Of course under the OCGD philosophy the design anchors the house in it's environment so if this is successful, then the longevity might expect to be greater as new owners will enjoy the well designed gardens as much as the person moving. In theory!

Gardens Illustrated featured Timothy Mowl, Professor of History of Architecture and Designed Landscapes and Director of the MA in Garden History at Bristol University he is in the process of writing about the gardens of each county. A slow process by all accounts. So he is setting the scene of garden history before talking about the modern garden. The focus is apparently on gardens with potential longevity but that are falling in to disrepair. Is this because they are gardens and require constant attention? or simply that they are gardens and therefore not fixed entities but living breathing ever changing creations and is that not what makes them so appealing and compulsive?.

I am also surprised by the number of people following MPil and PhD's in and around garden design and I am inspired.

Do people really respond and donate to the 'Charity of Me' requests?

I was reading a funny article about a shepherdess who had her wedding dress woven from the wool of the sheep she bred and in the comments was an link from a blog. I followed it and noticed that the woman, and actress in Canada had a donate by paypal button.

I wonder if people really do donate 'to the arts', as she put it.

There was the tale some years ago of the woman who found herself up to her eyeballs in debt from her own spending habit, now a book and a movie I believe, and at the time she created a website (Save Karyn)- pre-blogging days - to document how much she had made, saved, spent daily and how much people had donated to her. She paid it off in the end, then made a truck load on the book and film rights :D

I maybe adding this 'charity of me' idea to the blog, well, it could help me while I get started make a living as a garden designer!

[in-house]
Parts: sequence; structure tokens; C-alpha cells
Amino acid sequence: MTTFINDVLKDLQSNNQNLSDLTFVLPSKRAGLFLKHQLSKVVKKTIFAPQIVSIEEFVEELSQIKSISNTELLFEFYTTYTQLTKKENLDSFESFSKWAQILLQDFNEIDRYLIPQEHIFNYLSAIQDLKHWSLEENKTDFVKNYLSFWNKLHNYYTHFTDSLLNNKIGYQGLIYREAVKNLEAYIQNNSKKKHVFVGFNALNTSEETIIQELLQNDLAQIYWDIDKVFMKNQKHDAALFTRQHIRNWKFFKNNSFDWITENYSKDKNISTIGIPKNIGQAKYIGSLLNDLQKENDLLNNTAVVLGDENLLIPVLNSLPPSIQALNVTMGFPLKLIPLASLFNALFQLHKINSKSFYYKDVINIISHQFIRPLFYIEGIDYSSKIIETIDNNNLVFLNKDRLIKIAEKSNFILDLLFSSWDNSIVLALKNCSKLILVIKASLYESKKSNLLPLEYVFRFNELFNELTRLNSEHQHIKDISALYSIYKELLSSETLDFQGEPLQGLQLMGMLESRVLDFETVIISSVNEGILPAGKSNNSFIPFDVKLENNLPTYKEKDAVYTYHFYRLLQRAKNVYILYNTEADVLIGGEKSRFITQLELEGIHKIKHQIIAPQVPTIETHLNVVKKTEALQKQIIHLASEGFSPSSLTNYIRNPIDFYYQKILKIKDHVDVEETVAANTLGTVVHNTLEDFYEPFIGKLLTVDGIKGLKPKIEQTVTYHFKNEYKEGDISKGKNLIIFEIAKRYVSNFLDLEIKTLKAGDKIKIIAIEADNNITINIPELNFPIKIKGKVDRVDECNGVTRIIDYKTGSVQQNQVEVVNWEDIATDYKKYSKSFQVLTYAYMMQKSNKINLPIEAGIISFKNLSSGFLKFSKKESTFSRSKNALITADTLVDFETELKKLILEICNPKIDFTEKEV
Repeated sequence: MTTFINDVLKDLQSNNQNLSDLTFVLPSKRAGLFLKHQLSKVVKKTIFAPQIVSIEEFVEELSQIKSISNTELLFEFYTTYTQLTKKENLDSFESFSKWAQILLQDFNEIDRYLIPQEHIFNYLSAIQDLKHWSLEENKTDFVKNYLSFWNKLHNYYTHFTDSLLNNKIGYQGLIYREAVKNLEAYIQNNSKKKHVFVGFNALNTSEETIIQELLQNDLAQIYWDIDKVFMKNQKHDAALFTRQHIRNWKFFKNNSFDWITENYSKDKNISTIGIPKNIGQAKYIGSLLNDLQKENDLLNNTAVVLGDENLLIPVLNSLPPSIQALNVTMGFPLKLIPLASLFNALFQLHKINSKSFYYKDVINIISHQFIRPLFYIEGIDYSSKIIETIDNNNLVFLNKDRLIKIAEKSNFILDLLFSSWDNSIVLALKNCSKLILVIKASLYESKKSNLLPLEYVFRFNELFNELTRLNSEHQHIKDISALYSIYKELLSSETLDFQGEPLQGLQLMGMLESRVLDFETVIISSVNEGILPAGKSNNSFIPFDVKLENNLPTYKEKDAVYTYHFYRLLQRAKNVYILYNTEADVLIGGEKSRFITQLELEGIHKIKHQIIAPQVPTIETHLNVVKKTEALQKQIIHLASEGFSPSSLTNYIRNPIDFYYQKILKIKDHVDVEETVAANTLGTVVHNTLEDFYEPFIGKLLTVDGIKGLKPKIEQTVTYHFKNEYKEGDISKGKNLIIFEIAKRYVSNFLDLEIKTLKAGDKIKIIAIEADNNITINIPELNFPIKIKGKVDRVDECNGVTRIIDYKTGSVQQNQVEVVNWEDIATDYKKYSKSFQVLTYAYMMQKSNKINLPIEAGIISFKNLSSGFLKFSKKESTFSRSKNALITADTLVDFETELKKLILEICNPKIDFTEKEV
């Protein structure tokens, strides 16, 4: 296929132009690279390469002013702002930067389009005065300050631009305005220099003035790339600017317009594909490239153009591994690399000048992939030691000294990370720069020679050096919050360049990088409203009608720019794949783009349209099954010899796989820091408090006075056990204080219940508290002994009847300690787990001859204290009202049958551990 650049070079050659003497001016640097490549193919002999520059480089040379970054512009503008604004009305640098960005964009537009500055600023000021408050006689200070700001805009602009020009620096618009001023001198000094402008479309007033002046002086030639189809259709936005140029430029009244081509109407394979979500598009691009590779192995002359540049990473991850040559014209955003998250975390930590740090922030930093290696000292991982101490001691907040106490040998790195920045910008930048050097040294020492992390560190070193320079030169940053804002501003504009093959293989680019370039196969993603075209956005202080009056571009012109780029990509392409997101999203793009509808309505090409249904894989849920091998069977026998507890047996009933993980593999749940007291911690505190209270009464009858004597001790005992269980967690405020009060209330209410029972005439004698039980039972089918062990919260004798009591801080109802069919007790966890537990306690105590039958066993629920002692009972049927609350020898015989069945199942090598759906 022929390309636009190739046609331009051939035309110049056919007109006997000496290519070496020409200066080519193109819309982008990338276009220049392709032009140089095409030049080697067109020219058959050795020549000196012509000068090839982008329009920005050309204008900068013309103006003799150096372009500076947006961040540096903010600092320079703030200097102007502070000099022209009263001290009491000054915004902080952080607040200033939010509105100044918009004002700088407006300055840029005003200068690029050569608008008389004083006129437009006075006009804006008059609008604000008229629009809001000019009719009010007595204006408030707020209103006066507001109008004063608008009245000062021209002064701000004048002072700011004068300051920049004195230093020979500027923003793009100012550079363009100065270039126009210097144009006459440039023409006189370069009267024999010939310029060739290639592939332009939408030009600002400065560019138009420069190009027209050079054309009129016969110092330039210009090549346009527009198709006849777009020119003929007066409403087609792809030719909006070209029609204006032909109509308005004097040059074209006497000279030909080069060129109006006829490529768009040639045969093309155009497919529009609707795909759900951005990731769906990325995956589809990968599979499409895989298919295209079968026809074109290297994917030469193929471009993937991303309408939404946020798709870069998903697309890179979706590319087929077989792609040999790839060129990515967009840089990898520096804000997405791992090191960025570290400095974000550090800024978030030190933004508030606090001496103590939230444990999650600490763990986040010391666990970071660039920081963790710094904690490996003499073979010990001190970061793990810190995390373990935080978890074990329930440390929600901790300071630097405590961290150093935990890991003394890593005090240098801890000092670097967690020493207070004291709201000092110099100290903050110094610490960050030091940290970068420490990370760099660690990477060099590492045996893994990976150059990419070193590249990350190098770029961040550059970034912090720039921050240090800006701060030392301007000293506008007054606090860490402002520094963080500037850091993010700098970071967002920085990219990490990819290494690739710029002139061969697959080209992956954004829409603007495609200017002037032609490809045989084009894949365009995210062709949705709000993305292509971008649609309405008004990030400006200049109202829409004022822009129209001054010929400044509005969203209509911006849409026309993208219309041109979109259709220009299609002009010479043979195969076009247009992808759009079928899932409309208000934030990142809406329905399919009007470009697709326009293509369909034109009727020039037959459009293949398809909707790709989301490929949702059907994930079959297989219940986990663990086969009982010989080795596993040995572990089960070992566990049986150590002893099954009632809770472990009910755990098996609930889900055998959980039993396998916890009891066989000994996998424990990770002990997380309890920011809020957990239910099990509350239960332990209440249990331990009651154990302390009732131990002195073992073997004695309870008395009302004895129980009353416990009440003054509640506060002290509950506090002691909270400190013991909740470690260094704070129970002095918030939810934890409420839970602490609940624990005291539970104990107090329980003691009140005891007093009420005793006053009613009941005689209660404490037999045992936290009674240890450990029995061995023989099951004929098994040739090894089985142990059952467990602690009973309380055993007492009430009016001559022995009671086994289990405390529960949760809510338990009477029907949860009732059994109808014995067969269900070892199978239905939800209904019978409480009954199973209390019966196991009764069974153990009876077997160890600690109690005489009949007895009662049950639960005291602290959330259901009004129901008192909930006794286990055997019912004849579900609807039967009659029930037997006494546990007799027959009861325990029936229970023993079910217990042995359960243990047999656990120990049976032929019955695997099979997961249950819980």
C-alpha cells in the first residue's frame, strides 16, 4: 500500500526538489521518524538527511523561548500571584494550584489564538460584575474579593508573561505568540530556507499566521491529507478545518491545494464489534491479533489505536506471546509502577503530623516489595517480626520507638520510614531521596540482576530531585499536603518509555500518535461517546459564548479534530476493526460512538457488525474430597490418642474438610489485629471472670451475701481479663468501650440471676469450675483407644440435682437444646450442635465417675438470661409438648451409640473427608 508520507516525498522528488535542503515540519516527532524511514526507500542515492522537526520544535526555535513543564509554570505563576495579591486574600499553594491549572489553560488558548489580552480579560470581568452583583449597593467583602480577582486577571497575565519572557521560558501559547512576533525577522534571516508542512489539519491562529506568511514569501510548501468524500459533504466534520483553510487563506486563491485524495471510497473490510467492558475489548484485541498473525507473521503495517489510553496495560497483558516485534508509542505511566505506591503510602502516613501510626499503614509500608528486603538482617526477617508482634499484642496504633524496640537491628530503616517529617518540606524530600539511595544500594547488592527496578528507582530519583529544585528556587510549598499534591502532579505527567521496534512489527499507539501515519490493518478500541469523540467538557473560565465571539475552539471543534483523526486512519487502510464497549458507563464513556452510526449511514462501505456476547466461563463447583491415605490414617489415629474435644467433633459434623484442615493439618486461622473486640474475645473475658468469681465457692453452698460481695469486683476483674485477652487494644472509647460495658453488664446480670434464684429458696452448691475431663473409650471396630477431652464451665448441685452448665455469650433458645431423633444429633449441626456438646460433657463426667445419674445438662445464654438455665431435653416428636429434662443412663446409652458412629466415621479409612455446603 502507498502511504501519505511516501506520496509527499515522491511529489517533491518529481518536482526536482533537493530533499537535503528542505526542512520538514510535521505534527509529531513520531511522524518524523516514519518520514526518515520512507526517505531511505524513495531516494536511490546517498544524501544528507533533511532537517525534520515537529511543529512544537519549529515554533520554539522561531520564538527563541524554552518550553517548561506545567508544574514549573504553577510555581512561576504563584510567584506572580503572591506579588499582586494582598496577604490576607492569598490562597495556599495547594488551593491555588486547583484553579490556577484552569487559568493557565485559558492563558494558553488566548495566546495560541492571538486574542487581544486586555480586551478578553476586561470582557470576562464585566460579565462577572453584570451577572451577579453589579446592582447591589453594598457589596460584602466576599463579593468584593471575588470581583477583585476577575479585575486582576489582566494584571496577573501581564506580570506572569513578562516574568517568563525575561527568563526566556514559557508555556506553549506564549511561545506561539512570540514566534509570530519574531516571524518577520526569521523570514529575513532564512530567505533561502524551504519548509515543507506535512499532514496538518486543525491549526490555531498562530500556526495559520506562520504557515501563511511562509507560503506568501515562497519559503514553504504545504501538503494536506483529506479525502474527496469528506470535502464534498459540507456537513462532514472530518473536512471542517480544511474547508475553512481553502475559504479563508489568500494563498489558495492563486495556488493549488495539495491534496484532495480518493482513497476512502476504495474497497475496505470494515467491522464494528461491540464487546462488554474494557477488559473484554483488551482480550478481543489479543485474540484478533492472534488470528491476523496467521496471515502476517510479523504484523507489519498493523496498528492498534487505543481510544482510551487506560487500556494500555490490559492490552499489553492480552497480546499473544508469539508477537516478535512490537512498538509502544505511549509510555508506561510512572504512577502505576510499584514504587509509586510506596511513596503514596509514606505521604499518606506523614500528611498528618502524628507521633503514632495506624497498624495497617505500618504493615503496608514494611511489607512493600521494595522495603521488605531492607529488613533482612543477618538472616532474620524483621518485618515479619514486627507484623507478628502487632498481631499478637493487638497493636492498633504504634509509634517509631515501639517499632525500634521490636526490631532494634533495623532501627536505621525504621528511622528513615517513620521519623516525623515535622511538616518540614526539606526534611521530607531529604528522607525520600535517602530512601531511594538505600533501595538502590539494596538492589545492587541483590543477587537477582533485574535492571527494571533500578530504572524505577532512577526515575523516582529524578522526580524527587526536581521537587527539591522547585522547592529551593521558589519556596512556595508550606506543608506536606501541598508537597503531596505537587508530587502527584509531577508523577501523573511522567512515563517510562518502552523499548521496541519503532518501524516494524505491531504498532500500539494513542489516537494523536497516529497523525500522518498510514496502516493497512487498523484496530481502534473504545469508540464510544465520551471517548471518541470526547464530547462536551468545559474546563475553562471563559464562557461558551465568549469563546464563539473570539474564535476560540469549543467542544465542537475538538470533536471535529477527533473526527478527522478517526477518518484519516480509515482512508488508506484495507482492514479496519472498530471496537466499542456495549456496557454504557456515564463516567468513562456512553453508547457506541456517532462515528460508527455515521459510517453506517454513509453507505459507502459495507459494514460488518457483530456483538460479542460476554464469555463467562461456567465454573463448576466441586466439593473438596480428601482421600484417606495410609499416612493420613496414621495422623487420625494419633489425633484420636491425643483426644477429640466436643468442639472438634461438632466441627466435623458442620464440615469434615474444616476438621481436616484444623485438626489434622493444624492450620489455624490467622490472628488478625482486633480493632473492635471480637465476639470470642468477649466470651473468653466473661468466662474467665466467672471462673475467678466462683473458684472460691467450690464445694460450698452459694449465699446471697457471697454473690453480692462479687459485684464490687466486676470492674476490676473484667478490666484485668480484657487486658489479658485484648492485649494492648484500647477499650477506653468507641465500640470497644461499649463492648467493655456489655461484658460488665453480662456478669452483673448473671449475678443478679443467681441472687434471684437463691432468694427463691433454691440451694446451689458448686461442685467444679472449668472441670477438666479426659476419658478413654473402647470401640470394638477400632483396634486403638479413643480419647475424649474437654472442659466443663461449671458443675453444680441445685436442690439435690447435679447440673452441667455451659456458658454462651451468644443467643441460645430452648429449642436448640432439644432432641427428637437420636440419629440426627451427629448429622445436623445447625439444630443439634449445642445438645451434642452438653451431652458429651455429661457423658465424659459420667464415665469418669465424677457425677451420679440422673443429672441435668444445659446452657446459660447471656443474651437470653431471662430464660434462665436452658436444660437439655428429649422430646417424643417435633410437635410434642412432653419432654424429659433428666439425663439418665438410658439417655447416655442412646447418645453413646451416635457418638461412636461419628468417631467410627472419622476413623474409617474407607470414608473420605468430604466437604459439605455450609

Thursday, March 25, 2010

First Commision almost done!!

My first commission is coming along well. The planting plans are completed in Vectorworks and a few extra drawings have emerged as I think through the actual delivery of the work for the client.

So also prepared is a laying out plan, gridded up to enable a fast and accurate laying out of the planting, a 'before' sketch plan/site analysis which shows which plants will remain in situ and which will have to be removed, or moved.

It is very exciting to be working for a 'real' client and it is quite different when you are being paid for it. Just as I suppose it is quite different when you are paying for a service, you tend to value and appreciate it much more.

Further to this I received another inquiry for some work in London which will be a different challenge and an exciting one. If this keeps up I may well turn out to be gainfully employed for most of 2010!

From Planting Plans

Saturday, March 20, 2010

Why do I need a land surveyor?

The Leica Total Station

The last lecture of the week and indeed this 2nd term was with Land Surveyor Ian Humby. He has developed his practice to specialise in surveying things us garden designers crave on a survey. Not just levels and trees and so on (topographical survey) but house doors and windows, guttering, roof lines and even the facia (Measured building surveys).